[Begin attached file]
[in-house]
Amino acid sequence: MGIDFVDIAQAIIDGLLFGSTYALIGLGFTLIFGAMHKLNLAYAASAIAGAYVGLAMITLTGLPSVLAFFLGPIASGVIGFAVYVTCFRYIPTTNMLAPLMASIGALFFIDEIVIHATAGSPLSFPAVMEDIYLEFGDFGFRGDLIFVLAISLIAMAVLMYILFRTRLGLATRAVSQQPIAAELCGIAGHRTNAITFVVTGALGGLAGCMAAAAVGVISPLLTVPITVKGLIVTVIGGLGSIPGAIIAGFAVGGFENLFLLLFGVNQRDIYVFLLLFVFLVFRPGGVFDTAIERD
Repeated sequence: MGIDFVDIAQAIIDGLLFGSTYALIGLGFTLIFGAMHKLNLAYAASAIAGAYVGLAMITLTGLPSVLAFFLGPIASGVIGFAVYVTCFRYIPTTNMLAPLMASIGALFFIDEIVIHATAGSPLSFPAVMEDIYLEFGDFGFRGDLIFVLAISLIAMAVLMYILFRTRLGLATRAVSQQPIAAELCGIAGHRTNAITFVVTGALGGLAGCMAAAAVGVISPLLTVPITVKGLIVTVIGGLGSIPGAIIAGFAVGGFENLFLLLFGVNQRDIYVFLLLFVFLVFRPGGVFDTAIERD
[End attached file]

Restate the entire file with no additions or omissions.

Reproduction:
[in-house]
Amino acid sequence: MGIDFVDIAQAIIDGLLFGSTYALIGLGFTLIFGAMHKLNLAYAASAIAGAYVGLAMITLTGLPSVLAFFLGPIASGVIGFAVYVTCFRYIPTTNMLAPLMASIGALFFIDEIVIHATAGSPLSFPAVMEDIYLEFGDFGFRGDLIFVLAISLIAMAVLMYILFRTRLGLATRAVSQQPIAAELCGIAGHRTNAITFVVTGALGGLAGCMAAAAVGVISPLLTVPITVKGLIVTVIGGLGSIPGAIIAGFAVGGFENLFLLLFGVNQRDIYVFLLLFVFLVFRPGGVFDTAIERD
Repeated sequence: MGIDFVDIAQAIIDGLLFGSTYALIGLGFTLIFGAMHKLNLAYAASAIAGAYVGLAMITLTGLPSVLAFFLGPIASGVIGFAVYVTCFRYIPTTNMLAPLMASIGALFFIDEIVIHATAGSPLSFPAVMEDIYLEFGDFGFRGDLIFVLAISLIAMAVLMYILFRTRLGLATRAVSQQPIAAELCGIAGHRTNAITFVVTGALGGLAGCMAAAAVGVISPLLTVPITVKGLIVTVIGGLGSIPGAIIAGFAVGGFENLFLLLFGVNQRDIYVFLLLFVFLVFRPGGVFDTAIERD